The Skin Bleaching epidemic
In late 2014, a Cameroonian former model Irene Major gained some notoriety for her skin bleaching exploits. She did an interview on a UK TV show where she explained why she spends upwards of £2000 a year on changing her skin shade. The interview is classic car-crash viewing with Major coming across as quite shallow and somewhat deluded.
The current face of skin bleaching – Irene Major.
Skin bleaching is a massive problem among Black African women (and men) around the world. For example, it’s estimated that close to 80% of women in Nigeria bleach their skin. In discussing this phenomenon, there are many social, economic, political and even spiritual angles we can take. This article will focus on the one thing that skin bleachers are actively trying to hide – melanin!
We will look at just a few of the many extremely important functions that melanin plays in our bodies. In particular, we will focus on some of the physiological and psychological advantages and benefits that the melanin wealth gives to Black African people – by which I mean Black people wherever they are located in the world (see Peter Tosh’s song African for more on this). I believe that we should embrace and celebrate our melanin wealth rather than trying to suppress it by skin and hair bleaching. Everything written in this article is backed up by scientific literature which is properly referenced, and at the bottom of the page you will find a bibliography including several articles you can view on-line in full.
What is Melanin anyway?
Melanin is a substance (technically, it’s called a ‘polymer’) that is distributed widely through the animal and plant cosmos. It occurs in various parts of the human body where it gives pigmentation. There are actually three main types of melanin to be found in our bodies, eumelanin which provides black, brown, blonde and grey colours, pheomelanin which is responsible for reddish colours, and neuromelanin. [reference].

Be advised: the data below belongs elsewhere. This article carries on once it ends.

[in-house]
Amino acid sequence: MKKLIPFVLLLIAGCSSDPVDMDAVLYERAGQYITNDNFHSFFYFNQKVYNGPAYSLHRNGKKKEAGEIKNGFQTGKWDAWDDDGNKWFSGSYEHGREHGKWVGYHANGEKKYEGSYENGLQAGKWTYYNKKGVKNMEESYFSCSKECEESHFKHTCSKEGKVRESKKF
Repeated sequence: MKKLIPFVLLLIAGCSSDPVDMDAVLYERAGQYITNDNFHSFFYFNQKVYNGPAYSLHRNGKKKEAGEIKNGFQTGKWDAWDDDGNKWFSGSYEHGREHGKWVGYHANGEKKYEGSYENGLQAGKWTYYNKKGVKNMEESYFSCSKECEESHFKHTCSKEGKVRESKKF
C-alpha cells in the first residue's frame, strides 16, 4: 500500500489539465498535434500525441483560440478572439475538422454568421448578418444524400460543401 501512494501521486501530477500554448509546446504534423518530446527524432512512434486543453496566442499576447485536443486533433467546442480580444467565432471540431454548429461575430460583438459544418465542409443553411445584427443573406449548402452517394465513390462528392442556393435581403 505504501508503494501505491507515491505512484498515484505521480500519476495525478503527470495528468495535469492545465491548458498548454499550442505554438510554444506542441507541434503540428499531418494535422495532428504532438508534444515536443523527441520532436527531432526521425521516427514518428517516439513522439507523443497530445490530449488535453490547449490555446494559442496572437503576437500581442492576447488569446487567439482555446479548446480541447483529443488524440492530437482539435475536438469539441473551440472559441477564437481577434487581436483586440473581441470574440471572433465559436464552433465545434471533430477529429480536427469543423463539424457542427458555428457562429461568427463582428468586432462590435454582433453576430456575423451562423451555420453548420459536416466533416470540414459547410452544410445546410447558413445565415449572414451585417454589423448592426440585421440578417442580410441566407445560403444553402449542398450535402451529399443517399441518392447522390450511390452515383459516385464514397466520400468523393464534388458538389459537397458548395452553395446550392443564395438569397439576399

Black Africans produce more of the ‘good melanin’ in our skin!
All human beings produce more eumelanin than pheomelanin. But Black African people produce 3 times as much eumelanin as Asians, and 6 times as much as White people. In addition, the type of melanin granules we produce are twice as big and more dispersed (and thus better able to express their pigment) than White people’s. The richness and darkness of our skin is because of these factors (Brenner and Hearing, 2008: 541).
Melanin and the Sun
The Sun is the great giver and sustainer of all life, but it can be very dangerous due to ultra violet radiation which can damage our DNA. Eumelanin is essential for protection against UV radiation and the quantity and quality of Black African people’s eumelanin means we have little to fear from the Sun. Our eumelanin blocks out twice as much UV radiation as White people’s and the melanin factories (called melanocytes) in our skin are more resistant to damage and so give us more durable supplies of melanin. This is why less-melanated peoples are much more vulnerable to radiation damage and thus skin cancer [reference].
Melanin and “Black don’t crack”
We’ve all heard the saying that ‘black don’t crack’ which means that Black people tend to age much better than other people. There is some scientific evidence that explains this phenomenon.
It’s the melanin!
One study looked at the effects of ageing caused by both age, and by the sun. It found that ‘as a general trend, age-related effects on the outermost part of the skin are delayed in African Americans while they are more pronounced in Caucasians. Such results suggest physiological or biochemical differences in ethnic skin’ (Querelyx et al, 2009: 312). I think it’s safe to assume that our skin melanin content plays a big role in helping us to age so well.
Melanin and our immune system
Melanin is also a key part of our immune system. Neuromelanin provides a powerful protective system by nullifying and detoxifying metals in the body (Zecca et al 2008: 17571-17572). In one paper we read ‘there is considerable evidence that immunity and melanization are genetically, biochemically and functionally linked‘ (Mackintosh, 2001: 104).